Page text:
Tunisia’s ruling Islamist party and its opponents named Industry Minister Mehdi Jomaa as the new interim prime minister, mediators at the talks said on Saturday.
Industry Minister Mehdi Jomaa, an aerospace engineer by training, will head the non-partisan cabinet that will govern until elections which are expected to be in early 2014.
The appointment is part of an agreement brokered by Tunisia’s powerful labour unions and the moderate Islamist party Ennahda. The head of the powerful UGTT union, the main mediator, announced the choice on Saturday night.
Under the agreement, the Islamist Ennahda party, which faced opposition from secular rivals, has agreed to resign once politicians decide on a caretaker cabinet, complete the country’s new constitution, and set a date for elections.
End to crisis?
This hopefully ends a crisis that threatened Tunisia’s transition to democracy which begin with its 2011 uprising against autocrat Zine el-Abidine Ben Ali. The initial protests in Tunisia, which was sparked by a street vendor who set himself on fire in an act of despair, sparked similar upheavals across the Arab world.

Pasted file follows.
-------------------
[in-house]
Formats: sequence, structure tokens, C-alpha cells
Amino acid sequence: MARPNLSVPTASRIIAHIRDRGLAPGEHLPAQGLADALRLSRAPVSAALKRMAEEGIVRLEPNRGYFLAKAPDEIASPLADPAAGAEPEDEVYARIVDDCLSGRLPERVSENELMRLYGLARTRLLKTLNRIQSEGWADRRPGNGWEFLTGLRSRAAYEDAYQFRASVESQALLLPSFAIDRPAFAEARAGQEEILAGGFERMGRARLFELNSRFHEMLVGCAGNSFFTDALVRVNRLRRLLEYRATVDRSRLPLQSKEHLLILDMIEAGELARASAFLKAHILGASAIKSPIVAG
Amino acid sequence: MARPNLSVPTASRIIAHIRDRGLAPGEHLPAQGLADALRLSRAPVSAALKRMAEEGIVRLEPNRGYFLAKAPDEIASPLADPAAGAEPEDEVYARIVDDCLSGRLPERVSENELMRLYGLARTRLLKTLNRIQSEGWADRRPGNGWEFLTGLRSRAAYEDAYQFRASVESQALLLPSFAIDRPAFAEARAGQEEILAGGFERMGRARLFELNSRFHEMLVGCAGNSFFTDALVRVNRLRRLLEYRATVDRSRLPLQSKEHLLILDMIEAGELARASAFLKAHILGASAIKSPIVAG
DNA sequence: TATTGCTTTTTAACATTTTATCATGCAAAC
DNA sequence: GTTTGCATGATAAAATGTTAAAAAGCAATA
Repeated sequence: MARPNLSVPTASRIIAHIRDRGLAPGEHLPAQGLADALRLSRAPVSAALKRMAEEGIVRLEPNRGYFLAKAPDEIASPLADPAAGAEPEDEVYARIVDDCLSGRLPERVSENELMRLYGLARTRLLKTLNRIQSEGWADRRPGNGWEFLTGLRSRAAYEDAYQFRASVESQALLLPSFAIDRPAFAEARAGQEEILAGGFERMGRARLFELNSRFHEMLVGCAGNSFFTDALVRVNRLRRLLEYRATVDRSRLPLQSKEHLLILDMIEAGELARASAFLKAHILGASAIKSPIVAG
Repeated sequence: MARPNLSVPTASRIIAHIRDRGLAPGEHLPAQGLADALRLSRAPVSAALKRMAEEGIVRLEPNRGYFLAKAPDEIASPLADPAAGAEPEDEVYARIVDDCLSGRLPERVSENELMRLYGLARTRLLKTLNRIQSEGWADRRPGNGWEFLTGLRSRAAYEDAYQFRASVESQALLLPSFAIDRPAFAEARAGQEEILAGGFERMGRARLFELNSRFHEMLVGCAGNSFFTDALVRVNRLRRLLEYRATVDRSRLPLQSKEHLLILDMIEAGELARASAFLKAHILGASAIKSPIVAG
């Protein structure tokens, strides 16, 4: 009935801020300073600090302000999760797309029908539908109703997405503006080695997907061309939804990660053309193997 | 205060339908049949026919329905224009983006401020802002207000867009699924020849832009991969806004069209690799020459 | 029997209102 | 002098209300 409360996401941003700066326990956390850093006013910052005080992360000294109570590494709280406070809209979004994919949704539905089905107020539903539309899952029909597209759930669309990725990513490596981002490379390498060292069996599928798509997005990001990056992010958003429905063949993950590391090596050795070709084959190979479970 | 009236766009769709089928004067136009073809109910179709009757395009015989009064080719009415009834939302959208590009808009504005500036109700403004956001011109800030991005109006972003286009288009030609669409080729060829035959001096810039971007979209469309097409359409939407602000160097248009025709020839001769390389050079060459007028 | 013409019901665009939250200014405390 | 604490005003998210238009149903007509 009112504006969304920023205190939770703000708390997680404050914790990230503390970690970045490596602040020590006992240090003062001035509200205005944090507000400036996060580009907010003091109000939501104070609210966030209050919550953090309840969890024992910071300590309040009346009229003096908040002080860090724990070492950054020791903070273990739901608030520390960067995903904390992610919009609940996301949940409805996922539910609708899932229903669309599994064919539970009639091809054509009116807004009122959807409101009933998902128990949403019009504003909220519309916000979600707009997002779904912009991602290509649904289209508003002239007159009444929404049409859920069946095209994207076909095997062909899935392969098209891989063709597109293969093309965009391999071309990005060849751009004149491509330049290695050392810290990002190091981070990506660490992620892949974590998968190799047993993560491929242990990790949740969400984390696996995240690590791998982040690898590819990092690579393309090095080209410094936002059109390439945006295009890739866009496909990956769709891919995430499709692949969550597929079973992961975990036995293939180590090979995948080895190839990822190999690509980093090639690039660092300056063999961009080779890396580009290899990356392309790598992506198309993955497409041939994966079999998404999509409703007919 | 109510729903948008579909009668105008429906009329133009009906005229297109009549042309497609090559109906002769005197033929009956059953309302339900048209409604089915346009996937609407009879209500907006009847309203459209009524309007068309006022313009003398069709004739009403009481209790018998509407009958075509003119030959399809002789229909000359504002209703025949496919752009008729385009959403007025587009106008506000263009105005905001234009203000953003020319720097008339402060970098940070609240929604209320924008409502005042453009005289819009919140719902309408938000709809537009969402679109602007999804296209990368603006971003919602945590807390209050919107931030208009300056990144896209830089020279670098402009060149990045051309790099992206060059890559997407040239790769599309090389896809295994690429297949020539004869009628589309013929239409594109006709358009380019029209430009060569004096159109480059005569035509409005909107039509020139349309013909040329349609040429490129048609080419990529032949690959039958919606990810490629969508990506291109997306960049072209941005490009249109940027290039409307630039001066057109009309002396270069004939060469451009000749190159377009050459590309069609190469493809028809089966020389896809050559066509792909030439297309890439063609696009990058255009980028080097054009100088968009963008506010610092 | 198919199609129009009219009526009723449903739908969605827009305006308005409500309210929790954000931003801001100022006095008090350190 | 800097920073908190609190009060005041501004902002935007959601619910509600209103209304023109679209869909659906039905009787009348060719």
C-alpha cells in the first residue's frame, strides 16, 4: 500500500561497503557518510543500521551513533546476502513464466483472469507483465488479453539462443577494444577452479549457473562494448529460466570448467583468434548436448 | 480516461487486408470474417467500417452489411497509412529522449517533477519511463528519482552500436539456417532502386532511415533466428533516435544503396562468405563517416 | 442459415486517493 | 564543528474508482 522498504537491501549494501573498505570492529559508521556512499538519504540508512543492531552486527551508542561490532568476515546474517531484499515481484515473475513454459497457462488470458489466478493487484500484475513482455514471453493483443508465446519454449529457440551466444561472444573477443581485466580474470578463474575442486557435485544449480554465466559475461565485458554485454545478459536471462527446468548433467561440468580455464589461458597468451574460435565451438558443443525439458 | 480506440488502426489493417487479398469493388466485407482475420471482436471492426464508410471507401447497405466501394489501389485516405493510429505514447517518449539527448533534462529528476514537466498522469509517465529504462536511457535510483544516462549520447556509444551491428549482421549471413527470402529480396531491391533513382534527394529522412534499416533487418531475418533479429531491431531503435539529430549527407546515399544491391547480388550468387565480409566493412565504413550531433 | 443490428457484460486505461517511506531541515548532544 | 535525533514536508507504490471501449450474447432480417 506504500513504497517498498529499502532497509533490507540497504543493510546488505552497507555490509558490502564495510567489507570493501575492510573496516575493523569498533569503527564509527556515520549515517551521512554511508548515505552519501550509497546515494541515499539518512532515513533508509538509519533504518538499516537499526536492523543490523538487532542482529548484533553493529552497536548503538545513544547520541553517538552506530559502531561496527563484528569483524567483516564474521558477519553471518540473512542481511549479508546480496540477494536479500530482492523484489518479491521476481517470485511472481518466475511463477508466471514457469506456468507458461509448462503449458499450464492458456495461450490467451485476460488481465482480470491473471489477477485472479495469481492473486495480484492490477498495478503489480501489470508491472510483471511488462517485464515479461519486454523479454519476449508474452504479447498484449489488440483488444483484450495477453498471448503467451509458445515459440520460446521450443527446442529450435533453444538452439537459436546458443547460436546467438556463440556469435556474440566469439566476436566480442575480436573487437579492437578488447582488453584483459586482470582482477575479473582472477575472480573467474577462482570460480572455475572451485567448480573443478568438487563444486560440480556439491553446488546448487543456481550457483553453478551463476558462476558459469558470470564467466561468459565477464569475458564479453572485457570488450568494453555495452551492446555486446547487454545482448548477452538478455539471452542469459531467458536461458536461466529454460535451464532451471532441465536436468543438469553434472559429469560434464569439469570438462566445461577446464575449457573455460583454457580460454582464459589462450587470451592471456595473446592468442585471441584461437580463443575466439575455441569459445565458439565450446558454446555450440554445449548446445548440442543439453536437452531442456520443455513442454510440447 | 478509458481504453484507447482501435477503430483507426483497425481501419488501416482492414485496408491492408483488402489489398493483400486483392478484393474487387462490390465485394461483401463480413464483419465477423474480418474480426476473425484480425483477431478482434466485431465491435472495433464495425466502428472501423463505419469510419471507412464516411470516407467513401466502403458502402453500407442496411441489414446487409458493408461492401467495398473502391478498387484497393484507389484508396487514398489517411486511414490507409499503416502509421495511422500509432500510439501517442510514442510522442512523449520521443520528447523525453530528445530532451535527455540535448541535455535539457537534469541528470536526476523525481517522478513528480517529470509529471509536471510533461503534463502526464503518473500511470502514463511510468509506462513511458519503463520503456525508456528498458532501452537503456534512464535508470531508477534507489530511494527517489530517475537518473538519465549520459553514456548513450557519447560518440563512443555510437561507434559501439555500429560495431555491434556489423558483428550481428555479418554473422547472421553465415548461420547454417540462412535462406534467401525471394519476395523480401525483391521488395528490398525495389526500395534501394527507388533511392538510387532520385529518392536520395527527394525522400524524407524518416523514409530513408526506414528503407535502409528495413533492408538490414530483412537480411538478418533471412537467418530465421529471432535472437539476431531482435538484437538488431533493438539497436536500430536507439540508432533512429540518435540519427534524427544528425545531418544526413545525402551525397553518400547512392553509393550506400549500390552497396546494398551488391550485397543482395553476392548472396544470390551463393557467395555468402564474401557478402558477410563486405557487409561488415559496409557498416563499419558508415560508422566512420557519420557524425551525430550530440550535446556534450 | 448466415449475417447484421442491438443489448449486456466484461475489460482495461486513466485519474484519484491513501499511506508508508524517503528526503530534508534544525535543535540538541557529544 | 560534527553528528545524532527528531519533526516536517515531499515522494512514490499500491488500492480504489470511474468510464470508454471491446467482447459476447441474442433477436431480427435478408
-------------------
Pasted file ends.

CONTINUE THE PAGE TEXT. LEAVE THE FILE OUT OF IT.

Three years on, Tunisia, one of the Arab world’s most secular countries, is still struggling with disputes over the role of Islam.
Despite its crisis, Tunisia has fared better than two of its North African neighbours that also toppled their leaders. Egypt’s elected Islamist president is in jail after the military ousted him, and Libya is struggling to control the militias that fought Muammar Gaddafi.
However, Tunisia’s crisis has hurt the economy and prospects of generating prosperity.
(FRANCE 24 with REUTERS and AP)
Date created : 2013-12-14